How the Telephone Girls Performed in France - 1919

Celia Grimeke, a US Army Signal Corps Telephone Operator During the Great War.

Celia Grimeke, a US Army Signal Corps Telephone Operator During the Great War. The Mountain States Monitor, January 1919. GGA Image ID # 192523821c

The world war found American girls associated with the American army for the first time in its history in the capacity of telephone operators. This military innovation was largely in the nature of an experiment. The American army found itself confronted with the perplexing problem of securing tele phone service in a country where prac tically none of the French operators were able to speak English.

To remedy this situation plans were gradually made for equipping the A. E. F. with American-made telephones and telephone apparatus maintained by American boys and operated largely by American girls who were able to speak French.

The first four groups of the women's telephone unit was composed largely of college girls who spoke French, French teachers and French girls employed in this country. The fifth , sixth and seventh groups were composed almost en tirely of experienced toll operators employed by the Bell telephone system.

The first appeal for volunteers was made in January, 1918. By February the first unit, composed of 33 girls, had been organized, equipped and trained in the rudiments of the telephone work, and embarked for France. The plan of or ganization called for a total of 500 oper ators to be dispatched for France in groups ranging from 30 to 60 and trained under the direct supervision of the American Telephone and Telegraph company. Pursuant to this general plan each month found a unit on its way. While Armistice Day brought joy to millions of people, sorely tried by the war, it brought tears to the eyes of the 45 operators composing the seventh unit.

Ten-forty am that day found them ready to embark. Ten-forty-one on that same eventful day found them slowly turning away from the docks homeward bound. This seventh unit had received instructions to hold themselves ready for immediate embarkation and their entire equipment was already aboard the vessel that was to carry them to glory and to France.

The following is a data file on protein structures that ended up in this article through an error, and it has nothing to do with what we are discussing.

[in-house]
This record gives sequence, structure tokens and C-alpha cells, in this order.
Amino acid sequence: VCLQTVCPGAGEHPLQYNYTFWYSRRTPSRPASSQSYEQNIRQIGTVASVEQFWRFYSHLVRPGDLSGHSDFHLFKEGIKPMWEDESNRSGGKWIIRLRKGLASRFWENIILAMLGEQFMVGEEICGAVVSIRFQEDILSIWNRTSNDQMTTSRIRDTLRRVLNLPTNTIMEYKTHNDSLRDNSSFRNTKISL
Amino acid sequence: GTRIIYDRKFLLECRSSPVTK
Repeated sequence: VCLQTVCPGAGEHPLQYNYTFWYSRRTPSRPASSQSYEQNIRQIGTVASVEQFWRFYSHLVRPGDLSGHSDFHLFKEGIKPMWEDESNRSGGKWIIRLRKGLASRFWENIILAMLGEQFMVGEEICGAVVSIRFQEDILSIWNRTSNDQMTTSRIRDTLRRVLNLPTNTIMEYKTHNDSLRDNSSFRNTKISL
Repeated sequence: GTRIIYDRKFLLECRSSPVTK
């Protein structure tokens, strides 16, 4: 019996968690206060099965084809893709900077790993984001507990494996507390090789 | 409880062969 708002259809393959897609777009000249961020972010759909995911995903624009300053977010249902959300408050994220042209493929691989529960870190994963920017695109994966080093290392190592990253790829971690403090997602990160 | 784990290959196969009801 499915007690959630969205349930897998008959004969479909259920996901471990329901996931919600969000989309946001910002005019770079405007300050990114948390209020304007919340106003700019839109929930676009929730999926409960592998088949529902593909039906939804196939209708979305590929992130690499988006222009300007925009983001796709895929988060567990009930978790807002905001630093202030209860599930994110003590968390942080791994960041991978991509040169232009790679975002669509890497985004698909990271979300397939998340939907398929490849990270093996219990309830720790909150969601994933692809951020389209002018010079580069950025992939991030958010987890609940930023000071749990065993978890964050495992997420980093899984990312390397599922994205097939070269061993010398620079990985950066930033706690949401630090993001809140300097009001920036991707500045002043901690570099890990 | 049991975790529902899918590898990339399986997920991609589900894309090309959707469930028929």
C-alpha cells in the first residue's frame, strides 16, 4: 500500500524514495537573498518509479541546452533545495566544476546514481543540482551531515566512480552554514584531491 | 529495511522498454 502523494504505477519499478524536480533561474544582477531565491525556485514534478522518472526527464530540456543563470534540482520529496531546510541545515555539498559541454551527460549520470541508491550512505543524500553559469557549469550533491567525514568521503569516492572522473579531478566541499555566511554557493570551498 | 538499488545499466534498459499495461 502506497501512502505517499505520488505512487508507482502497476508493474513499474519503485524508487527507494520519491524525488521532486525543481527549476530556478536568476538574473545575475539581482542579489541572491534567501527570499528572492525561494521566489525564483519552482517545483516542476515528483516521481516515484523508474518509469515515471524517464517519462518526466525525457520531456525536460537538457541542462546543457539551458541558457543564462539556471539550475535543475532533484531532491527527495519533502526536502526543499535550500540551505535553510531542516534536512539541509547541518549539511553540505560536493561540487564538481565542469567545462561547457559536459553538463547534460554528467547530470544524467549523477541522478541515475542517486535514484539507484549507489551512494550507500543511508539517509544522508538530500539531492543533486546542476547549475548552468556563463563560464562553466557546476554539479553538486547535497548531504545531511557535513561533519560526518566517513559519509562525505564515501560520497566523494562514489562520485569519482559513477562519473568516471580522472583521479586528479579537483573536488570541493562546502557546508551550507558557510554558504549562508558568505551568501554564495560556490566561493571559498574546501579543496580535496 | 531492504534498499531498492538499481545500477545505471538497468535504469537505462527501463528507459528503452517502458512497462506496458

The women's telephone unit was under the direct control of chief signal officer Brigadier General Russell. As nearly as possible the more experienced telephone operators were assigned to the positions of chief operator and supervisors. Im mediately upon arrival in France each unit reported to Signal Corps headquarters at Tours. After an extensive train ing of several weeks they were assigned to the different exchanges. The first group were assigned to Paris and Tours. As succeeding units arrived they were ordered to the different base ports , Le Havre, Brest , Bordeaux and Saint Nazaire. Especially trained groups were assigned to the headquarters of the First and Second Armies.

All operators of the American expeditionary forces were subject to the same discipline and regulations pertaining to enlisted men and officers. Ordinarily, a day's work was limited to eight hours, although in times of emergencies and during the great offensives the work oftentimes covered a period of from fourteen to fifteen hours. This work quickly improved the knowledge of French, as the operators dealt con stantly with French operators at French exchanges and with French subscribers calling the various offices in army head quarters.

In Paris two large hotels were taken over and used for housing the ninety operators assigned to the six exchanges under the control of the signal corps . In the smaller cities , such as Neufcha teau, Langres and Chaumont, where only ten or twelve operators were stationed , a residence was used. In all cases the American telephone operators were re sponsible for their conduct to a YWCA hostess, appointed by the government, who lived with them in the hotel or private residence , as the case might be.

After the armistice was signed and the army of occupation moved into Germany two units of operators who were able to speak German were ordered to army headquarters at Trier and Coblenz. I was extremely fortunate in being as signed to the exchange at Coblenz, because it was here that I first came in contact with a number of Butte boys whom I had known for years.

These boys were members of the Second Field Signal Battalion with the First Army. They were stationed at Groshol beck, twenty-eight miles from Coblenz. Shortly after my arrival in Coblenz I was delighted to receive a visit from Horace Casey, popularly known " Bones.” The following day I had the pleasure of attending mess with the fourteen Butte boys who were members of the same company to which Mr. Casey belonged.

Although the use of the girls as telephone operators had been established in the beginning largely as an experiment, the result proved highly satisfactory. Even those army officers who had opposed the plan in the beginning were loudest in their praise after they had seen the efficient way in which the members of the women's telephone unit had performed their duty. That this branch of the service was highly important in the successful operation of all military maneuvers was shown by the fact that no expense was spared by the government in giving as good telephone service as was humanly possible.

Celia Grimeke, "How the Telephone Girls Performed in France," in The Mountain States Monitor: Denver: The Mountain States Telephone and Telegraph Company, Vol. XVI, No. 1, January 1919, p. 19.

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